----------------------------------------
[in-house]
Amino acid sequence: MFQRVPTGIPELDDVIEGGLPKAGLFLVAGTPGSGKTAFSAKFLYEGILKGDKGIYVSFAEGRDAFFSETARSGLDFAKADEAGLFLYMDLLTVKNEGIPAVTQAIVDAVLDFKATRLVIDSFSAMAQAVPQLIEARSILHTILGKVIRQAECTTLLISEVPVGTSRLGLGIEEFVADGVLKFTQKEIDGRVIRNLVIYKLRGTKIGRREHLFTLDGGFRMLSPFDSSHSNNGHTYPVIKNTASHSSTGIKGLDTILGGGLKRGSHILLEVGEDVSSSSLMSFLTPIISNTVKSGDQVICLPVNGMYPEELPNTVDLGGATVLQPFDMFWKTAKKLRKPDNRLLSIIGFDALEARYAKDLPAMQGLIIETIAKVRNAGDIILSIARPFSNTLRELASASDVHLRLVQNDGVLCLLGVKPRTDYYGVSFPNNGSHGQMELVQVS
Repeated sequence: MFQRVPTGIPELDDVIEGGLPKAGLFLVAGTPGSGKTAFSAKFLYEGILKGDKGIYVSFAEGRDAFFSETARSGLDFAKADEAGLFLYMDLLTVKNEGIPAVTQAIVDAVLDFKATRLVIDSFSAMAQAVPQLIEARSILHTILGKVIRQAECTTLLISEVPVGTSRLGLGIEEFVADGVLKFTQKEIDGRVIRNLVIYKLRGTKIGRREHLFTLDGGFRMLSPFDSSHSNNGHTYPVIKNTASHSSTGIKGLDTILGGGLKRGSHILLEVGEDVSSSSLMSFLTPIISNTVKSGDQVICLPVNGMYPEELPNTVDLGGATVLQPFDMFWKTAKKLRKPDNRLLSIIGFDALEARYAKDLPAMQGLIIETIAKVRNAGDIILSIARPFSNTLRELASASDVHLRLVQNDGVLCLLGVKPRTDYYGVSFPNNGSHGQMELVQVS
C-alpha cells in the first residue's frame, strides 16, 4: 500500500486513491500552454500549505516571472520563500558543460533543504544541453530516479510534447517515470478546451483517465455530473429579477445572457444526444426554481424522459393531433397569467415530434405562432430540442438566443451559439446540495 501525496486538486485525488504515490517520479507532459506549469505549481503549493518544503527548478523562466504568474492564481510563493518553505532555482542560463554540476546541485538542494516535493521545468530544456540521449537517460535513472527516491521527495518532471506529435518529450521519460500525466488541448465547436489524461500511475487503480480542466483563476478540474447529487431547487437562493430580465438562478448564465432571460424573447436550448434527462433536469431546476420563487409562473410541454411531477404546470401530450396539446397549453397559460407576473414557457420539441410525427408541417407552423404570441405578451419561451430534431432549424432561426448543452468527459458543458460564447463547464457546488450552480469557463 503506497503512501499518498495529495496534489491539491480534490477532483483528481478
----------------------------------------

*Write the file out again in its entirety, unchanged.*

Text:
[in-house]
Amino acid sequence: MFQRVPTGIPELDDVIEGGLPKAGLFLVAGTPGSGKTAFSAKFLYEGILKGDKGIYVSFAEGRDAFFSETARSGLDFAKADEAGLFLYMDLLTVKNEGIPAVTQAIVDAVLDFKATRLVIDSFSAMAQAVPQLIEARSILHTILGKVIRQAECTTLLISEVPVGTSRLGLGIEEFVADGVLKFTQKEIDGRVIRNLVIYKLRGTKIGRREHLFTLDGGFRMLSPFDSSHSNNGHTYPVIKNTASHSSTGIKGLDTILGGGLKRGSHILLEVGEDVSSSSLMSFLTPIISNTVKSGDQVICLPVNGMYPEELPNTVDLGGATVLQPFDMFWKTAKKLRKPDNRLLSIIGFDALEARYAKDLPAMQGLIIETIAKVRNAGDIILSIARPFSNTLRELASASDVHLRLVQNDGVLCLLGVKPRTDYYGVSFPNNGSHGQMELVQVS
Repeated sequence: MFQRVPTGIPELDDVIEGGLPKAGLFLVAGTPGSGKTAFSAKFLYEGILKGDKGIYVSFAEGRDAFFSETARSGLDFAKADEAGLFLYMDLLTVKNEGIPAVTQAIVDAVLDFKATRLVIDSFSAMAQAVPQLIEARSILHTILGKVIRQAECTTLLISEVPVGTSRLGLGIEEFVADGVLKFTQKEIDGRVIRNLVIYKLRGTKIGRREHLFTLDGGFRMLSPFDSSHSNNGHTYPVIKNTASHSSTGIKGLDTILGGGLKRGSHILLEVGEDVSSSSLMSFLTPIISNTVKSGDQVICLPVNGMYPEELPNTVDLGGATVLQPFDMFWKTAKKLRKPDNRLLSIIGFDALEARYAKDLPAMQGLIIETIAKVRNAGDIILSIARPFSNTLRELASASDVHLRLVQNDGVLCLLGVKPRTDYYGVSFPNNGSHGQMELVQVS
C-alpha cells in the first residue's frame, strides 16, 4: 500500500486513491500552454500549505516571472520563500558543460533543504544541453530516479510534447517515470478546451483517465455530473429579477445572457444526444426554481424522459393531433397569467415530434405562432430540442438566443451559439446540495 501525496486538486485525488504515490517520479507532459506549469505549481503549493518544503527548478523562466504568474492564481510563493518553505532555482542560463554540476546541485538542494516535493521545468530544456540521449537517460535513472527516491521527495518532471506529435518529450521519460500525466488541448465547436489524461500511475487503480480542466483563476478540474447529487431547487437562493430580465438562478448564465432571460424573447436550448434527462433536469431546476420563487409562473410541454411531477404546470401530450396539446397549453397559460407576473414557457420539441410525427408541417407552423404570441405578451419561451430534431432549424432561426448543452468527459458543458460564447463547464457546488450552480469557463 503506497503512501499518498495529495496534489491539491480534490477532483483528481478